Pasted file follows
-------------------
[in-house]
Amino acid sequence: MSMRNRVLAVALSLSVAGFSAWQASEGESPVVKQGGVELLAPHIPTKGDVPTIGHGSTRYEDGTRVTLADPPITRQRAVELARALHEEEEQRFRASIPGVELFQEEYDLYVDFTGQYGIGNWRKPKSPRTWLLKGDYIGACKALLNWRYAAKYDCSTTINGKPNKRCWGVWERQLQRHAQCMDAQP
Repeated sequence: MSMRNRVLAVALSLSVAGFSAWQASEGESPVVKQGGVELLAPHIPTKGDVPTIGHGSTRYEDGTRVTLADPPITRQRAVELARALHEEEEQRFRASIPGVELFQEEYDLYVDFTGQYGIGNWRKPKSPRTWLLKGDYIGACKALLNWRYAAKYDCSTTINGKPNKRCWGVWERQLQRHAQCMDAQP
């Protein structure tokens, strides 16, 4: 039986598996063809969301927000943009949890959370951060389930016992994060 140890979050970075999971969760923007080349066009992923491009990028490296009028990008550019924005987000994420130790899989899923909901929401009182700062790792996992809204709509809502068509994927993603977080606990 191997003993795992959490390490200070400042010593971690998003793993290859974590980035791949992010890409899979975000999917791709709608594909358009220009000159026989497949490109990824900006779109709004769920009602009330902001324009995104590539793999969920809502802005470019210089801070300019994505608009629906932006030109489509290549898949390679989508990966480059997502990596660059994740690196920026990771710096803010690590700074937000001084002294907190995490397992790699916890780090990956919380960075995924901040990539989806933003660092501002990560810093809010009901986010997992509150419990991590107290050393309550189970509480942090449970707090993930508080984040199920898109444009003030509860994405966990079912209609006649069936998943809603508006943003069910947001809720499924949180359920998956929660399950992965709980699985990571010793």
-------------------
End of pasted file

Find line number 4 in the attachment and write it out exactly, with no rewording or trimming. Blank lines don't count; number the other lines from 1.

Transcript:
């Protein structure tokens, strides 16, 4: 039986598996063809969301927000943009949890959370951060389930016992994060 140890979050970075999971969760923007080349066009992923491009990028490296009028990008550019924005987000994420130790899989899923909901929401009182700062790792996992809204709509809502068509994927993603977080606990 191997003993795992959490390490200070400042010593971690998003793993290859974590980035791949992010890409899979975000999917791709709608594909358009220009000159026989497949490109990824900006779109709004769920009602009330902001324009995104590539793999969920809502802005470019210089801070300019994505608009629906932006030109489509290549898949390679989508990966480059997502990596660059994740690196920026990771710096803010690590700074937000001084002294907190995490397992790699916890780090990956919380960075995924901040990539989806933003660092501002990560810093809010009901986010997992509150419990991590107290050393309550189970509480942090449970707090993930508080984040199920898109444009003030509860994405966990079912209609006649069936998943809603508006943003069910947001809720499924949180359920998956929660399950992965709980699985990571010793």